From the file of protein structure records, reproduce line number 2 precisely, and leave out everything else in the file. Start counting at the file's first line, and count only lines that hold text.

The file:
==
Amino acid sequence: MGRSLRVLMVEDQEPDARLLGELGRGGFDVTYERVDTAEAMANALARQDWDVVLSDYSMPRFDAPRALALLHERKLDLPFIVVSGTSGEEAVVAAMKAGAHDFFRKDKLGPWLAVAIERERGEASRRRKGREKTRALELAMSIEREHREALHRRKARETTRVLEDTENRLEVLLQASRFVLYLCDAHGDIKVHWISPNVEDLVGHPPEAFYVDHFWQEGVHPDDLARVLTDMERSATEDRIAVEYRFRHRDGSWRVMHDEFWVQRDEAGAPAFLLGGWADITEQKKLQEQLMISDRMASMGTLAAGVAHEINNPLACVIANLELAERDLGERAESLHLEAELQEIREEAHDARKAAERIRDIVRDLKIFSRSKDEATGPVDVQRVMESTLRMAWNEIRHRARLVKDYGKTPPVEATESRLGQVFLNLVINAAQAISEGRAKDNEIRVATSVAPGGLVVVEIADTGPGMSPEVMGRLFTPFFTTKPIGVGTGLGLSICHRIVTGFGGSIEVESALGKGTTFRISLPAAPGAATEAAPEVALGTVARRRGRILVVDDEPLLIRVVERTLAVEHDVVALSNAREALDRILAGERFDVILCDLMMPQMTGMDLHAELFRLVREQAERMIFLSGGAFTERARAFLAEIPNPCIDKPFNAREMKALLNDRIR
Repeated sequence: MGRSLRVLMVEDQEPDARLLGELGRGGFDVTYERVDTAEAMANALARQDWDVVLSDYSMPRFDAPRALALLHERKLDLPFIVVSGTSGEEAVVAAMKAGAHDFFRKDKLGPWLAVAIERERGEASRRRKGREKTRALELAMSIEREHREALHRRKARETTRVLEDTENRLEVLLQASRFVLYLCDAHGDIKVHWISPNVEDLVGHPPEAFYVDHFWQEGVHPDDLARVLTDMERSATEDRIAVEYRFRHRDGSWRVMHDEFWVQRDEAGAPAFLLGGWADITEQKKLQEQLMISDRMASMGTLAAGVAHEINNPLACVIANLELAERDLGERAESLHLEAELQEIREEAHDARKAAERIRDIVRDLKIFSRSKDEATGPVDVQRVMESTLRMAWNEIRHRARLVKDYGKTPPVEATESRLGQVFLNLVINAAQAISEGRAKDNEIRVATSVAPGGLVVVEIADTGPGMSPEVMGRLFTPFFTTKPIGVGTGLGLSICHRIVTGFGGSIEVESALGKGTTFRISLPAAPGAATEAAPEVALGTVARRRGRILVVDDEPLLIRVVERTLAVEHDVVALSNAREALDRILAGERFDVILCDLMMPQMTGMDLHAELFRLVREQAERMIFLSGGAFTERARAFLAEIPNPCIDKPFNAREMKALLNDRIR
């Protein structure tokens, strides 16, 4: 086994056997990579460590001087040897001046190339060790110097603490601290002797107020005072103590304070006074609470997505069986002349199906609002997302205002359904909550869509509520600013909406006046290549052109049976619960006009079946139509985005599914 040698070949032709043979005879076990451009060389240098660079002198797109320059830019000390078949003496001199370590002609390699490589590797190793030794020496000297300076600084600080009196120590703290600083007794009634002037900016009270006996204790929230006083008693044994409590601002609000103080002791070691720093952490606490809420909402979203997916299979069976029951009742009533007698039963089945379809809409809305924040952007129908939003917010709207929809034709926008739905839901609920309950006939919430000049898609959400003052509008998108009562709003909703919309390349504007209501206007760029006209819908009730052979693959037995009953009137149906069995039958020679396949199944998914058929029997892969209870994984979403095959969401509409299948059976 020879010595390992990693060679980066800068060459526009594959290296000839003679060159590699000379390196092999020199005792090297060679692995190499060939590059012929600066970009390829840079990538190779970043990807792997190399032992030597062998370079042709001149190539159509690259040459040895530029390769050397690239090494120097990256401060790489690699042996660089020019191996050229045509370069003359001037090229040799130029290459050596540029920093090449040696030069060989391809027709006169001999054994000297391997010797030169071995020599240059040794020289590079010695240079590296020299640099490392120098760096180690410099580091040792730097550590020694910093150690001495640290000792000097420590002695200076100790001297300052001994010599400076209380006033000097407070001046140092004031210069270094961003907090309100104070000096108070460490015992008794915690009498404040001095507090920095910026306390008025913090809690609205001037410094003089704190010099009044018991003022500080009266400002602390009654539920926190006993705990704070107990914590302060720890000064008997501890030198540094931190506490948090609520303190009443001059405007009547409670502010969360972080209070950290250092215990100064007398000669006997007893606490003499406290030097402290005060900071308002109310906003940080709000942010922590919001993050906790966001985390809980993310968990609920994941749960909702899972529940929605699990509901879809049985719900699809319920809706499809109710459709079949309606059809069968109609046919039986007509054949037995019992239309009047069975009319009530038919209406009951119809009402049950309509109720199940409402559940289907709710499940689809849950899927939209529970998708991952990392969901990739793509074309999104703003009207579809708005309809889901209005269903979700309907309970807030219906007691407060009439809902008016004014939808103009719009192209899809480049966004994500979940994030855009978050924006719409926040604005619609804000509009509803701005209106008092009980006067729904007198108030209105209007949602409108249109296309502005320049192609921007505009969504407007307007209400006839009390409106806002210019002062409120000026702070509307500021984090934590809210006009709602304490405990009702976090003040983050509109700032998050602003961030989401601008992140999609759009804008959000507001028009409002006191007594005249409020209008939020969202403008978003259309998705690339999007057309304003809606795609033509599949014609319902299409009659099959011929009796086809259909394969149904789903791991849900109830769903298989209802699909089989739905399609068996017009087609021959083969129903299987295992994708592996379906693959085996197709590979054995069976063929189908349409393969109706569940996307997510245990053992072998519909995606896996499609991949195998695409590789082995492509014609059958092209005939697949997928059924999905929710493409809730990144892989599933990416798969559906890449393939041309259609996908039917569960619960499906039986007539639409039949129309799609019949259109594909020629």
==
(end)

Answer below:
Repeated sequence: MGRSLRVLMVEDQEPDARLLGELGRGGFDVTYERVDTAEAMANALARQDWDVVLSDYSMPRFDAPRALALLHERKLDLPFIVVSGTSGEEAVVAAMKAGAHDFFRKDKLGPWLAVAIERERGEASRRRKGREKTRALELAMSIEREHREALHRRKARETTRVLEDTENRLEVLLQASRFVLYLCDAHGDIKVHWISPNVEDLVGHPPEAFYVDHFWQEGVHPDDLARVLTDMERSATEDRIAVEYRFRHRDGSWRVMHDEFWVQRDEAGAPAFLLGGWADITEQKKLQEQLMISDRMASMGTLAAGVAHEINNPLACVIANLELAERDLGERAESLHLEAELQEIREEAHDARKAAERIRDIVRDLKIFSRSKDEATGPVDVQRVMESTLRMAWNEIRHRARLVKDYGKTPPVEATESRLGQVFLNLVINAAQAISEGRAKDNEIRVATSVAPGGLVVVEIADTGPGMSPEVMGRLFTPFFTTKPIGVGTGLGLSICHRIVTGFGGSIEVESALGKGTTFRISLPAAPGAATEAAPEVALGTVARRRGRILVVDDEPLLIRVVERTLAVEHDVVALSNAREALDRILAGERFDVILCDLMMPQMTGMDLHAELFRLVREQAERMIFLSGGAFTERARAFLAEIPNPCIDKPFNAREMKALLNDRIR